A new foundation has been set up in Limavady to lobby for better recognition of the poor local farmer who went on to become prime minister of New Zealand.
The William F Massey Foundation has now written to Limavady Borough Council suggesting a number of measures following their inaugural meeting.
The new body was set up to promote the life and career of Massey, who was the highly-influential prime minster of New Zealand from 1912 to 1925.
They now aim to strengthen links between Northern Ireland, Massey's Ulster Scots roots and his legacy in New Zealand.
Foundation secretary Aaron Callan said the group hoped to receive backing for a number of future events and initiatives.
“We want to hold a memorial lecture each year around Massey’s birthday and hope to have a reception up in Stormont,” he said.
“We are also hoping to host charity events to raise money for educational programmes and we will be lobbying the Department for Culture, Arts and Leisure and other bodies to promote and highlight him a lot more.”
Limavady councillors are being asked to restore the lime trees which were gifted by Massey on one of his return visits and planted in the town, but which have since disappeared.
The council will also be asked to examine creating a permanent history feature in the Roe Valley Cultural Centre to include a section on Massey, and refurbish the existing statues and plaque in the town marking his achievements.
“We also want to link up with Auckland, do a tour of the city he emigrated to and foster closer links,” Mr Callan said.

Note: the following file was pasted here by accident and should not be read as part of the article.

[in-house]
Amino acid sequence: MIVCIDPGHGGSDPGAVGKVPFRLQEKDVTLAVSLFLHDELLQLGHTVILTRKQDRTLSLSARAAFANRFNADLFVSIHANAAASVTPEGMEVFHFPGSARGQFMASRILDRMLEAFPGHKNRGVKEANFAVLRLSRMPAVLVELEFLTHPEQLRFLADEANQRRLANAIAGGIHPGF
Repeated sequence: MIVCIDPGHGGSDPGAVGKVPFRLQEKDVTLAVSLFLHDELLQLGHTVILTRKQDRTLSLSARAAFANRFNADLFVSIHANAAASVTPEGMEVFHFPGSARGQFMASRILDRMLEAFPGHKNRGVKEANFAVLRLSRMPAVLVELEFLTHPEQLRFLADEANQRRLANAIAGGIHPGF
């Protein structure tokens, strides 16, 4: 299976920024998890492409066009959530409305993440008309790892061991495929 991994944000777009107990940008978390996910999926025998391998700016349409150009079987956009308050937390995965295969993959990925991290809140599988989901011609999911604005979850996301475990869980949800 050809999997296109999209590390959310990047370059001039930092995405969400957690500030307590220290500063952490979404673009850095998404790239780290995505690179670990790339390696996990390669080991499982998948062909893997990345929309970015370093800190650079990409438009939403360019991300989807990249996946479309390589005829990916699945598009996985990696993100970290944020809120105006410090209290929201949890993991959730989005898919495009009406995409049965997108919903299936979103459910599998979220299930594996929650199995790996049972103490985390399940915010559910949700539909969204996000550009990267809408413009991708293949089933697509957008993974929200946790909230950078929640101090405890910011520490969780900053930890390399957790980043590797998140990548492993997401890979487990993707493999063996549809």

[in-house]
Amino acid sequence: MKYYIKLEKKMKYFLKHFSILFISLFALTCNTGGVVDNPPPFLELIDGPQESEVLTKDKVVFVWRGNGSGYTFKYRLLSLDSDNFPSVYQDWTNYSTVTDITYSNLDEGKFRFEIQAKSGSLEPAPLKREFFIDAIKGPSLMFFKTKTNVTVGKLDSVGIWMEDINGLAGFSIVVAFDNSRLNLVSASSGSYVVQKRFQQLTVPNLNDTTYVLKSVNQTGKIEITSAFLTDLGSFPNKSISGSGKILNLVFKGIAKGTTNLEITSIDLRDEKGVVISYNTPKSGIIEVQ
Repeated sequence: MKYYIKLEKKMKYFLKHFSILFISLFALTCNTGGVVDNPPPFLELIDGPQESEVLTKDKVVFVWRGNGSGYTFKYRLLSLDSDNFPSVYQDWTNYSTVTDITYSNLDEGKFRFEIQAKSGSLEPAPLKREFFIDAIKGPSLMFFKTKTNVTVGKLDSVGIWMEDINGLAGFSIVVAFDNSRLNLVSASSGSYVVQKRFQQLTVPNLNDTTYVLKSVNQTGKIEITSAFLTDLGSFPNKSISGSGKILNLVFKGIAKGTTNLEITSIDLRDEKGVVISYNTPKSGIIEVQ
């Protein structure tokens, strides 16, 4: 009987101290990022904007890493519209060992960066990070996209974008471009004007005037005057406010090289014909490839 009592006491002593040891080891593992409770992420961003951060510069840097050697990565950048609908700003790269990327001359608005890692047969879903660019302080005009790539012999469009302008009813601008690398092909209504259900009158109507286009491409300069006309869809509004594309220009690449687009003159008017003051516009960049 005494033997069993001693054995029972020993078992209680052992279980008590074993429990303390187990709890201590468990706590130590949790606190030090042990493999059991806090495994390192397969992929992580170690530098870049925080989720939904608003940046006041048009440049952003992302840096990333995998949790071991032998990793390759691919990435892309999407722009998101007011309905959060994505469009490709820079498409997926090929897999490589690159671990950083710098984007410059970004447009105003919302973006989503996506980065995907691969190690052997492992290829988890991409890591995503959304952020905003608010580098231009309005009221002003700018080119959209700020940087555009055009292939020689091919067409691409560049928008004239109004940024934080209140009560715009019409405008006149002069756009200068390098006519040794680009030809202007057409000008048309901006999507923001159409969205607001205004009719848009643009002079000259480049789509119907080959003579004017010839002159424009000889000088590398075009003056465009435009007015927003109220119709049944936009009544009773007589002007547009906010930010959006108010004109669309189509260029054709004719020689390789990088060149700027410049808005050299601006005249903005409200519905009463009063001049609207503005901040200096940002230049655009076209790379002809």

The foundation has now made contact with Massey's great grand-daughter Claire Massey, a director in the agri-food school at the university in Auckland named after her Limavady ancestor. Ms Massey has agreed to become a patron of the foundation.
Anyone interested in getting involved or to find out more about the foundation is asked to contact email@example.com.
William Ferguson Massey's rise to power is a remarkable rags to riches tale. Born into a poor rural family in Keenaght (now Irish Green Street) in Limavady on March 26, 1856, he followed his farming parents out to New Zealand aged 14 and worked as a ploughman before entering political life and founding the Reform Party.
He would return as Prime Minister of New Zealand to his native Limavady twice — in 1916 while visiting London to discuss the war with Lloyd George and again in 1923. Dubbed ‘Farmer Bill’, he died of cancer while still in office on May 10, 1925. His had seven children with his wife Christina.